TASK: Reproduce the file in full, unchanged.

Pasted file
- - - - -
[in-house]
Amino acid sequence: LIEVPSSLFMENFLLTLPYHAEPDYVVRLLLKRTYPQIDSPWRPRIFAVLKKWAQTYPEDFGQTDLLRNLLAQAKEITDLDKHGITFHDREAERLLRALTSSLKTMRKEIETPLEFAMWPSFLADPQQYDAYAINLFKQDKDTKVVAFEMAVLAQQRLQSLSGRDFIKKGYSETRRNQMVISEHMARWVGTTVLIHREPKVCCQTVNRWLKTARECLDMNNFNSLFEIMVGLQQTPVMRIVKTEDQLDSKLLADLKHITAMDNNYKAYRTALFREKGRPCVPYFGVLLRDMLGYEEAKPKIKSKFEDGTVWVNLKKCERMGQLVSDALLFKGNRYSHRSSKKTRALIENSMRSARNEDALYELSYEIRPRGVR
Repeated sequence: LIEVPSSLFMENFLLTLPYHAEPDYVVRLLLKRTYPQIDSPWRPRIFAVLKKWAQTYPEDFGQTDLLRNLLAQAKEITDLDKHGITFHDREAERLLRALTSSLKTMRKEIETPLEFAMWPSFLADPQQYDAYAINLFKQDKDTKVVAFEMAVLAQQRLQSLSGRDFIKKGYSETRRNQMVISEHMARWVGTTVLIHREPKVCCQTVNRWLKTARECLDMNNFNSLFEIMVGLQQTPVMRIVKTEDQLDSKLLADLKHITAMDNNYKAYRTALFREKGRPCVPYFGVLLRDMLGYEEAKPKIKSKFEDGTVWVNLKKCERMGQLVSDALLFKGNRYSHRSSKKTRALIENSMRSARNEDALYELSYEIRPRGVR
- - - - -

[in-house]
Amino acid sequence: LIEVPSSLFMENFLLTLPYHAEPDYVVRLLLKRTYPQIDSPWRPRIFAVLKKWAQTYPEDFGQTDLLRNLLAQAKEITDLDKHGITFHDREAERLLRALTSSLKTMRKEIETPLEFAMWPSFLADPQQYDAYAINLFKQDKDTKVVAFEMAVLAQQRLQSLSGRDFIKKGYSETRRNQMVISEHMARWVGTTVLIHREPKVCCQTVNRWLKTARECLDMNNFNSLFEIMVGLQQTPVMRIVKTEDQLDSKLLADLKHITAMDNNYKAYRTALFREKGRPCVPYFGVLLRDMLGYEEAKPKIKSKFEDGTVWVNLKKCERMGQLVSDALLFKGNRYSHRSSKKTRALIENSMRSARNEDALYELSYEIRPRGVR
Repeated sequence: LIEVPSSLFMENFLLTLPYHAEPDYVVRLLLKRTYPQIDSPWRPRIFAVLKKWAQTYPEDFGQTDLLRNLLAQAKEITDLDKHGITFHDREAERLLRALTSSLKTMRKEIETPLEFAMWPSFLADPQQYDAYAINLFKQDKDTKVVAFEMAVLAQQRLQSLSGRDFIKKGYSETRRNQMVISEHMARWVGTTVLIHREPKVCCQTVNRWLKTARECLDMNNFNSLFEIMVGLQQTPVMRIVKTEDQLDSKLLADLKHITAMDNNYKAYRTALFREKGRPCVPYFGVLLRDMLGYEEAKPKIKSKFEDGTVWVNLKKCERMGQLVSDALLFKGNRYSHRSSKKTRALIENSMRSARNEDALYELSYEIRPRGVR